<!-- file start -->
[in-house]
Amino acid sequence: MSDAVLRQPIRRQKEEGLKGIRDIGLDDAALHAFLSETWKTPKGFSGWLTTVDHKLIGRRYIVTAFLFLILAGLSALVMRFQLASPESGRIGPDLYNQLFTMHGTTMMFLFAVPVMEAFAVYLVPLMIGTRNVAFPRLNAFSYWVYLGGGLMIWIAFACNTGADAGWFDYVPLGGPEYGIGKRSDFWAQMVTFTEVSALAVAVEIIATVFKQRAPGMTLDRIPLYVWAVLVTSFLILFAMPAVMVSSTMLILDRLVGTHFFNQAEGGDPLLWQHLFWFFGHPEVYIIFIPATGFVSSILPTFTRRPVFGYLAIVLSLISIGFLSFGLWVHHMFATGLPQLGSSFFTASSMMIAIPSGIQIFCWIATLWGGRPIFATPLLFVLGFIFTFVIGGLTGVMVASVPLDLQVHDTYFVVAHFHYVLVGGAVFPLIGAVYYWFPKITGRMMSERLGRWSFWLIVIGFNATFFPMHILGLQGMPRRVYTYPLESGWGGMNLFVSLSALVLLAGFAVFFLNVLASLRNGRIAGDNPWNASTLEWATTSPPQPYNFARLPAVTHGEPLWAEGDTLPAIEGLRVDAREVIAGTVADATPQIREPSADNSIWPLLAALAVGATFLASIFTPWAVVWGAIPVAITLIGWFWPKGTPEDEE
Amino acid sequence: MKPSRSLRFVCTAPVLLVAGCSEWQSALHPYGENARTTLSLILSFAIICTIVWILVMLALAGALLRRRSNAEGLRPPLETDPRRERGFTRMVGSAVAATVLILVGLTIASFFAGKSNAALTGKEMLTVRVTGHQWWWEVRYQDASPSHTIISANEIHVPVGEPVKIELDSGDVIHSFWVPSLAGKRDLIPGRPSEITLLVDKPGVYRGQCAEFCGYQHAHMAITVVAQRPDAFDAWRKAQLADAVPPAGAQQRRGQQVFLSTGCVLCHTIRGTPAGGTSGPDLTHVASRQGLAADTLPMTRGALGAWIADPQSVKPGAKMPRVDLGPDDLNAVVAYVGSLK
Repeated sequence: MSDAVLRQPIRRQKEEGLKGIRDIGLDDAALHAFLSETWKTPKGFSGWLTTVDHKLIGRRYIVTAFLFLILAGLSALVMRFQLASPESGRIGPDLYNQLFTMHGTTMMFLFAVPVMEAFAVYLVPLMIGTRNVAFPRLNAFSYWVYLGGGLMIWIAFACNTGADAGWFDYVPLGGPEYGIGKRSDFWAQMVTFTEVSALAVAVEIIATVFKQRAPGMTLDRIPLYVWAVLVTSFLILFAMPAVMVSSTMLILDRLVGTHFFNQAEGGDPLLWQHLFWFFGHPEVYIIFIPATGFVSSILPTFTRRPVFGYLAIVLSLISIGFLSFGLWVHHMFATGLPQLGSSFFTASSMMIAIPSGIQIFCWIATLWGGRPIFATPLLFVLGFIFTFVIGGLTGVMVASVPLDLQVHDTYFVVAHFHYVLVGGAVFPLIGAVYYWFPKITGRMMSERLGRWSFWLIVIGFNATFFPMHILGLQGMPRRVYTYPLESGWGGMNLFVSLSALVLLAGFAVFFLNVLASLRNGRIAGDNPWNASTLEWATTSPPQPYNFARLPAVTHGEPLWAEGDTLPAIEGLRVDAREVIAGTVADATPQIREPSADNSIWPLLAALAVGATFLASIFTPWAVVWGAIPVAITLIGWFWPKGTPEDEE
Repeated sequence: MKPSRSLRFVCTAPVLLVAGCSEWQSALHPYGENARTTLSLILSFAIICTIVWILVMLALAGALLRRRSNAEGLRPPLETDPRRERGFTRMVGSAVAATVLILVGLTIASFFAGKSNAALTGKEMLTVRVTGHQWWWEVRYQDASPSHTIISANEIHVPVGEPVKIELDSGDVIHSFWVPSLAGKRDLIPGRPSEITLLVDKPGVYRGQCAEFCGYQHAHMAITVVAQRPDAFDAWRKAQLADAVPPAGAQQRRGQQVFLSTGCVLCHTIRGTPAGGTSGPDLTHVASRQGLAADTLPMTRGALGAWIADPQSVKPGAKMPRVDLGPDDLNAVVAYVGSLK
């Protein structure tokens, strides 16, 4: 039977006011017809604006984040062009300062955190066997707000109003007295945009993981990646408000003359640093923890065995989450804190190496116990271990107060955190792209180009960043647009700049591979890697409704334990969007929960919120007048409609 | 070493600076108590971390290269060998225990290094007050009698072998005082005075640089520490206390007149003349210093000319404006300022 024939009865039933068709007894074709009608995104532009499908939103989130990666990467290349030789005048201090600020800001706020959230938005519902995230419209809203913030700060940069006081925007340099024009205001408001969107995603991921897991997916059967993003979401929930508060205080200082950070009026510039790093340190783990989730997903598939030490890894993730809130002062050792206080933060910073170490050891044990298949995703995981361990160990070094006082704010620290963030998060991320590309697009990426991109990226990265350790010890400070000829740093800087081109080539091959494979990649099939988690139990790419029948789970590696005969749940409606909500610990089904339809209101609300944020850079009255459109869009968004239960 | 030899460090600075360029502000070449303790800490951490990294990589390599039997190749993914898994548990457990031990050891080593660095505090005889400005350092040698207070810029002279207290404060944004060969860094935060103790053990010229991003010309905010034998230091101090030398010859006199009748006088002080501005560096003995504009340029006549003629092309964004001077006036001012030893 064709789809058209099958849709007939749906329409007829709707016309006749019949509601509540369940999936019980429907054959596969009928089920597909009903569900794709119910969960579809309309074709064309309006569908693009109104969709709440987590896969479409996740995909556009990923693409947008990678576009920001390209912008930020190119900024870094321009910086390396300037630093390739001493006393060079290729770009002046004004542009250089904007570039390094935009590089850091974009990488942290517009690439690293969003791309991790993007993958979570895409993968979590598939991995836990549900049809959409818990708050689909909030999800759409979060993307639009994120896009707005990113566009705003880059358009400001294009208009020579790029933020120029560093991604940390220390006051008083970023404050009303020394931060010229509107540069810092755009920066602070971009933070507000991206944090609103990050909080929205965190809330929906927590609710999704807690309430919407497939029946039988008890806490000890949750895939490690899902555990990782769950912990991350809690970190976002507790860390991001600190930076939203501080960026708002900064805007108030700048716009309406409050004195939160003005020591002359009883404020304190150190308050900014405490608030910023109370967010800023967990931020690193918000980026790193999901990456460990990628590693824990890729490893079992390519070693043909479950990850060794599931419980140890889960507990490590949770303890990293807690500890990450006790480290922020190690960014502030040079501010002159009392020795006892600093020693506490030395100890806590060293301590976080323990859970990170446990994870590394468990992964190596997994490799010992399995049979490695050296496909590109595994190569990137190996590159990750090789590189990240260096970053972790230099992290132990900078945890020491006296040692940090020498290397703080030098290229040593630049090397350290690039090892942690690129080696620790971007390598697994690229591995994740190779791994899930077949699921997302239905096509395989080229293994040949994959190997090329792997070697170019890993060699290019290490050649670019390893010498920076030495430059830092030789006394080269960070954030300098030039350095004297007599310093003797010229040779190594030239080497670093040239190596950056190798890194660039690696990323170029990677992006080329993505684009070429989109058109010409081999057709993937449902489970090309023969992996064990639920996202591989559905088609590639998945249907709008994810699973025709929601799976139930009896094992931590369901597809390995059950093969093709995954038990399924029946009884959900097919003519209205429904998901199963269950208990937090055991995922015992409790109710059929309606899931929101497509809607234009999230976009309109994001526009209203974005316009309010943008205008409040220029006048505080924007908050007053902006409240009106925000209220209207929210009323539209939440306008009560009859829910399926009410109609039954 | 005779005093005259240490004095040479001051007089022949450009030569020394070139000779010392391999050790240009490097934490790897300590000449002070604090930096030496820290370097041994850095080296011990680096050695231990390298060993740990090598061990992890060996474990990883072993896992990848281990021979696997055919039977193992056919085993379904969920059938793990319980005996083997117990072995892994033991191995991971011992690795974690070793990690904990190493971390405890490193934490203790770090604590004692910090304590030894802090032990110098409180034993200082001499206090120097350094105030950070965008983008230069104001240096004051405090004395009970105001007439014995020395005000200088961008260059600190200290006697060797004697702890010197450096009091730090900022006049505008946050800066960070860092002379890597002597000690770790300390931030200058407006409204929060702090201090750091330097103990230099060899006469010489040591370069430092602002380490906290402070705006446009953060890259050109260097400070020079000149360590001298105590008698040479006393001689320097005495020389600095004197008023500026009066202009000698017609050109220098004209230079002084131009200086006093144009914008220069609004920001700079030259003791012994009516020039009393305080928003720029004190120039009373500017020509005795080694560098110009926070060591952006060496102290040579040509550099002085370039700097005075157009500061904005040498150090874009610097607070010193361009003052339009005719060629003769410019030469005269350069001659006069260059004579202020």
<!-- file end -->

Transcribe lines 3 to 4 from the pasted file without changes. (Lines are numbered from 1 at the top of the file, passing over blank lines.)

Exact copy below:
Amino acid sequence: MKPSRSLRFVCTAPVLLVAGCSEWQSALHPYGENARTTLSLILSFAIICTIVWILVMLALAGALLRRRSNAEGLRPPLETDPRRERGFTRMVGSAVAATVLILVGLTIASFFAGKSNAALTGKEMLTVRVTGHQWWWEVRYQDASPSHTIISANEIHVPVGEPVKIELDSGDVIHSFWVPSLAGKRDLIPGRPSEITLLVDKPGVYRGQCAEFCGYQHAHMAITVVAQRPDAFDAWRKAQLADAVPPAGAQQRRGQQVFLSTGCVLCHTIRGTPAGGTSGPDLTHVASRQGLAADTLPMTRGALGAWIADPQSVKPGAKMPRVDLGPDDLNAVVAYVGSLK
Repeated sequence: MSDAVLRQPIRRQKEEGLKGIRDIGLDDAALHAFLSETWKTPKGFSGWLTTVDHKLIGRRYIVTAFLFLILAGLSALVMRFQLASPESGRIGPDLYNQLFTMHGTTMMFLFAVPVMEAFAVYLVPLMIGTRNVAFPRLNAFSYWVYLGGGLMIWIAFACNTGADAGWFDYVPLGGPEYGIGKRSDFWAQMVTFTEVSALAVAVEIIATVFKQRAPGMTLDRIPLYVWAVLVTSFLILFAMPAVMVSSTMLILDRLVGTHFFNQAEGGDPLLWQHLFWFFGHPEVYIIFIPATGFVSSILPTFTRRPVFGYLAIVLSLISIGFLSFGLWVHHMFATGLPQLGSSFFTASSMMIAIPSGIQIFCWIATLWGGRPIFATPLLFVLGFIFTFVIGGLTGVMVASVPLDLQVHDTYFVVAHFHYVLVGGAVFPLIGAVYYWFPKITGRMMSERLGRWSFWLIVIGFNATFFPMHILGLQGMPRRVYTYPLESGWGGMNLFVSLSALVLLAGFAVFFLNVLASLRNGRIAGDNPWNASTLEWATTSPPQPYNFARLPAVTHGEPLWAEGDTLPAIEGLRVDAREVIAGTVADATPQIREPSADNSIWPLLAALAVGATFLASIFTPWAVVWGAIPVAITLIGWFWPKGTPEDEE